Sen. Klobuchar’s Antitrust Bill Could Make Inflation Worse, Not Better
Despite what you may have heard, current antitrust bills will not address inflation. Sen. Klobuchar’s American Innovation and Choice Online Act (AICOA), which is set for a markup tomorrow, could make inflation worse by creating inefficiencies and raising the price of low cost and free digital services.
In fact, inflation has remained low within the digital sector, highlighting the efficiency of online goods and services.
Here’s what to read to get up to speed:
1. 75% of economists surveyed believe that antitrust intervention would not successfully reduce inflation over the next year and 67% believed that market power is not a significant factor for inflation today, according to a new survey released by the Chicago Booth Initiative on Global Markets
7. Antitrust reformers in Washington are too focused on corporate size and outdated ideas that punish lower prices and embrace higher prices for their preferred cartel, explain FTC Commissioner Noah Joshua Phillips and Former Commissioner Josh D. Wright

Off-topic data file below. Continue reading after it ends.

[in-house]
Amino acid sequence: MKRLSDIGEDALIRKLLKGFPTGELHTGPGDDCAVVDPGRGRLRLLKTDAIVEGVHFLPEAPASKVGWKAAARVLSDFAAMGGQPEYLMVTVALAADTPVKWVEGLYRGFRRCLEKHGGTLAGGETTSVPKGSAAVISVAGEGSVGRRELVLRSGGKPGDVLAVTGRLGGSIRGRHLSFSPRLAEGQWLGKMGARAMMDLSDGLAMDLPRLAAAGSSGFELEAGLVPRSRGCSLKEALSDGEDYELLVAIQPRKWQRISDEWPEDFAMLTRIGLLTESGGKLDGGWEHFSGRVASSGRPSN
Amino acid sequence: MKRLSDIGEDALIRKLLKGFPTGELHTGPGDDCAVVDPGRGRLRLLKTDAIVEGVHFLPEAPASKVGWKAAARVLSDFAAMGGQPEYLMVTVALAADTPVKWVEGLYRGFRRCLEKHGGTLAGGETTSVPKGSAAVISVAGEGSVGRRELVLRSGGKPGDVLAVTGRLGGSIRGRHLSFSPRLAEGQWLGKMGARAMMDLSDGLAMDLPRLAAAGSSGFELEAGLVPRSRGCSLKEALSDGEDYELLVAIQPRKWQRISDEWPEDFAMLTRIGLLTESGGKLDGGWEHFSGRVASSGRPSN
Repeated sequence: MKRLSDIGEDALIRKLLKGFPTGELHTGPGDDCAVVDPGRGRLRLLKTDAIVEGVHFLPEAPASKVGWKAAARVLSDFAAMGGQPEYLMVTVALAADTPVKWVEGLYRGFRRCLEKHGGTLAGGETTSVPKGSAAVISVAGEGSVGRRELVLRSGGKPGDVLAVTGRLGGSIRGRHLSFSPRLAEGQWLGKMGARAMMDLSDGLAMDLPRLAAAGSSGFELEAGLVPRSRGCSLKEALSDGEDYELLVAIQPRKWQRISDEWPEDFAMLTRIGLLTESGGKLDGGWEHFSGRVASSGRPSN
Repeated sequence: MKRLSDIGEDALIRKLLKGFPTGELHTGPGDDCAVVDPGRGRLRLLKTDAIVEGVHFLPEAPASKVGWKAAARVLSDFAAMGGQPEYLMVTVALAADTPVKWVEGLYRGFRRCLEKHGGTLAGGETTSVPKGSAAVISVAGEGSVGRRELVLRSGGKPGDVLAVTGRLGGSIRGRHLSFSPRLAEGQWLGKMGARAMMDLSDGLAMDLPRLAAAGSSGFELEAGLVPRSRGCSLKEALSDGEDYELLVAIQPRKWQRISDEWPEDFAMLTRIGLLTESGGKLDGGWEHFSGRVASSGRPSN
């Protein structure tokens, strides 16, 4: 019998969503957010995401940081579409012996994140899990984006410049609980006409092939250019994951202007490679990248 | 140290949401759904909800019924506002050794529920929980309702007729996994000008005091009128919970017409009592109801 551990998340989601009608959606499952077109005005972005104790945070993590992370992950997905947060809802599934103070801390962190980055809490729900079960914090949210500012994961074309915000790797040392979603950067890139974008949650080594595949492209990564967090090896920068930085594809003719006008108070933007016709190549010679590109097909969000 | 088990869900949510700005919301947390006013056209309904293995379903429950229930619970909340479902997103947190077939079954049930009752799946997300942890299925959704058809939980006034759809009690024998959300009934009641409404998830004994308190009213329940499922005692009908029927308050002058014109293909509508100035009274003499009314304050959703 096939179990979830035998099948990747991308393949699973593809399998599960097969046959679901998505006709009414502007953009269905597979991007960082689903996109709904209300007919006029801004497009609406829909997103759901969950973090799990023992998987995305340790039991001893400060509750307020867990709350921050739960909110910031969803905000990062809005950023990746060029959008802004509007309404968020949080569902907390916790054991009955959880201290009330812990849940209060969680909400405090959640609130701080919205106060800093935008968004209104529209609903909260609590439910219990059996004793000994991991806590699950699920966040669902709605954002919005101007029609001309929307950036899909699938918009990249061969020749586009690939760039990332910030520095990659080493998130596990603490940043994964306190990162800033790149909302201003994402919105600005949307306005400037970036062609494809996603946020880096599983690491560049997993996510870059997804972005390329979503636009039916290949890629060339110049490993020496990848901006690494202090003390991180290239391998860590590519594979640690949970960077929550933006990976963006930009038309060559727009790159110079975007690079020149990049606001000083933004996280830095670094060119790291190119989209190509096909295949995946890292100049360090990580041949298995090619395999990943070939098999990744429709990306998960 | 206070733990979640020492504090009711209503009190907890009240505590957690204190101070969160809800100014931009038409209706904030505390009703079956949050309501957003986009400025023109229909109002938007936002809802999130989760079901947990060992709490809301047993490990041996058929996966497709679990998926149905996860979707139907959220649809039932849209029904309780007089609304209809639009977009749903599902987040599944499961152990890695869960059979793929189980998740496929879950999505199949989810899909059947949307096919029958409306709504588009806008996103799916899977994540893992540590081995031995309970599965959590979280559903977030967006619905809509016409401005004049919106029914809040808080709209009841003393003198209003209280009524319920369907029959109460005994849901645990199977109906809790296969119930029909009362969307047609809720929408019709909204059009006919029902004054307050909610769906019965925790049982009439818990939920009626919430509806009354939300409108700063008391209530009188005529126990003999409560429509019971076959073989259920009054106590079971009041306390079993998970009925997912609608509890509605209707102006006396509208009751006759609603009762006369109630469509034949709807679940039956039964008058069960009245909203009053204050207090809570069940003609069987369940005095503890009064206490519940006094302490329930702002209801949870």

Here’s what economists said when asked if “A significant factor behind today’s higher US inflation is dominant corporations in uncompetitive markets taking advantage of their market power to raise prices in order to increase their profit margins.”
— MIT Professor David Autor: “I don’t see the logic: U.S. markets have been concentrating for decades but high inflation is < one year old.”
— Stanford Professor Darrell Duffie: “To agree, one must also be able to explain why inflation has changed recently.”
— Chicago Professor Austan Goolsbee: “Margins are up but not by enough to explain inflation.”
— Stanford Professor Robert Hall: “The proposition is an elementary confusion of levels and changes–market power causes high prices, not rising prices.”
Here’s what economists said when asked whether “Antitrust interventions could successfully reduce US inflation over the next 12 months.”
— Stanford Professor Robert Hall: “Many interventions are on behalf of high-cost disappointed rivals, so the interventions tend to raise prices.”
— Harvard Professor Eric Maskin: “As I already said, I don’t think market power is the problem here.”
— Yale Professor Larry Samuelson: “Antitrust intervention is warranted in many markets, but again it is not clear this will reduce the rate of inflation.”
Read more about how these antitrust bills could make inflation worse here.